Category Archives: books

Naomi Hinchen on Wizard Politics

Following a theme for the day: Just as with Star Trek, I also rarely talk or write about Harry Potter, since the details of its fictional legal system are kind of fuzzy.  Luckily, long-time reader Naomi recently wrote a post on her blog that raises some great questions about the interaction between the wizarding and muggle legal systems.

Perspectives on Financing Innovation

If you’ll forgive a brief commercial announcement: Perspectives on Financing Innovation, a book I co-edited with F. Scott Kieff* and Arthur E. Wilmarth, Jr., has been published by Routledge.  It is the fourth book in the informal Perspectives series, which includes books on commercializing innovation, corporate governance, and the human genome project.  Here is a short summary:

Although much has been written about innovation in the past several years, not all parts of the innovation lifecycle have been given the same treatment. This volume focuses on the important first step of arranging financing for innovation before it is made, and explores the feedback effect that innovation can have on finance itself.

The book brings together a diverse group of leading scholars in order to address the financing of innovation. The chapters address three key areas, intellectual property, venture capital, and financial engineering in the capital markets, in order to provide fresh and insightful analyses of current and future economic developments in financing innovation.

Dense stuff compared to the usual fare on this blog, but of interest to scholars, practitioners, and policy analysts.

* NB: Scott worked on this book before becoming a Commissioner at the ITC.

Book Review: Waller and Williams Criminal Law

I was recently asked by Lexis Nexis Australia if I would be interested in reviewing one of the books they publish.  Not knowing much about Australian law, I was happy to review one from the perspective of an American attorney looking for an introduction to the subject.  Given that criminal law is one of the most common subjects on the blog, I chose Thalia Anthony et al., Waller & Williams Criminal Law: Text and Cases (2013) to review, and Lexis Nexis Australia provided a free copy.

I. The Book

At over 1000 pages, Waller & Williams is a fairly comprehensive book.  Overall it’s broken into three parts: an introduction into the theory and justifications behind the criminal law (as well as a bit of criminal procedure), a section on specific criminal offenses, and a section on defenses.  Concepts are explained with a mixture of notes from the authors, statutory text, and excerpts from important cases.  This approach mirrors that found in many American casebooks and was very easy to follow.

Overall I was struck by how approachable the subject was.  Like the United States, Australia is a common law country.  This means that the general structure of the criminal law (e.g. the requirements of actus reus and mens rea) and the definitions of many crimes and defenses are the same or very similar to those in the United States.  Also like the United States, Australia is a federation.  This means that the Australian states have their own independent systems of laws separate from the Commonwealth’s.  Just as in the United States, this approach means that we can analyze a given problem in multiple contexts.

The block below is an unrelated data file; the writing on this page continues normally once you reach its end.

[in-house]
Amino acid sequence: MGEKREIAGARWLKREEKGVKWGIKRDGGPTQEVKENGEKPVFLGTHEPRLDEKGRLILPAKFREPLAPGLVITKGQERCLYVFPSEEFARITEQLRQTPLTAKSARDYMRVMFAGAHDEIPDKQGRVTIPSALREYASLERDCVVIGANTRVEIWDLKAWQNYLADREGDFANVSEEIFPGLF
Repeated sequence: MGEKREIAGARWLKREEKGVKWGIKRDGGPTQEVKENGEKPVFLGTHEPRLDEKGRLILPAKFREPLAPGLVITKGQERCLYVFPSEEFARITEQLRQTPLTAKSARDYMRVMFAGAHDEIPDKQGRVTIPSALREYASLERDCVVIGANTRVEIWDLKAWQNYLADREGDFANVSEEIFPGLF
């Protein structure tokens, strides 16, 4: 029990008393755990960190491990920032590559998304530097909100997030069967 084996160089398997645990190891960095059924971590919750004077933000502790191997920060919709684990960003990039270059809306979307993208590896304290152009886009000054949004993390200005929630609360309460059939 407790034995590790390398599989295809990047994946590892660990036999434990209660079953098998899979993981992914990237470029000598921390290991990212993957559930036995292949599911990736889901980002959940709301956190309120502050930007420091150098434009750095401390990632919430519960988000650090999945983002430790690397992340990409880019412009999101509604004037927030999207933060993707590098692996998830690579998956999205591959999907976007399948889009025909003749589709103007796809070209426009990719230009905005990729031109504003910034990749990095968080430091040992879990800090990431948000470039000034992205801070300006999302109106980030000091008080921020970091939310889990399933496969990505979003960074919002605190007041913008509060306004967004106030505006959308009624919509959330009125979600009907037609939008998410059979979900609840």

Just as the patchwork of criminal laws in the United States has resulted in a variety of insanity defenses in the different states, the same is true in Australia.  Further inspired by the international nature of Batman, Inc. (which included an Australian member, the Ranger), I decided to look at how supervillains claiming a defense of insanity would fare in Australia.

II. Insanity in Australia

In addition to coverage of the Commonwealth laws, Waller & Williams includes significant coverage of the laws in New South Wales and Victoria, the two most populous Australian states.  As in the United States, Australia followed the M’Naghten rules until recently, when some jurisdictions began adopting other rules.  The Commonwealth Criminal Code Act (i.e. the primary federal criminal law in Australia) uses a wider definition, found in § 7.3:

(1) A person is not criminally responsible for an offence if, at the time of carrying out the conduct constituting the offence, the person was suffering from a mental impairment that had the effect that:

(a) the person did not know the nature and quality of the conduct; or
(b) the person did not know that the conduct was wrong (that is, the person could not reason with a moderate degree of sense and composure about whether the conduct, as perceived by reasonable people, was wrong); or
(c) the person was unable to control the conduct.

(8) In this section: mental impairment includes senility, intellectual disability, mental illness, brain damage and severe personality disorder.

As Williams & Waller explains, this is essentially the M’Naghten rules (subsections (1) and (2)) plus uncontrollable impulse and coverage of severe personality disorder (i.e. psychopathy).  This is notable because very few American jurisdictions recognize uncontrollable (or irresistible) impulse as a defense.

In Victoria the defense is called mental impairment rather than insanity, but still broadly follows the M’Naghten rules in its Crimes (Mental Impairment and Unfitness to be Tried) Act 1997, § 20:

(1) The defence of mental impairment is established for a person charged with an offence if, at the time of engaging in conduct constituting the offence the person was suffering from a mental impairment that had the effect that —
(a) he or she did not know the nature and quality of the conduct; or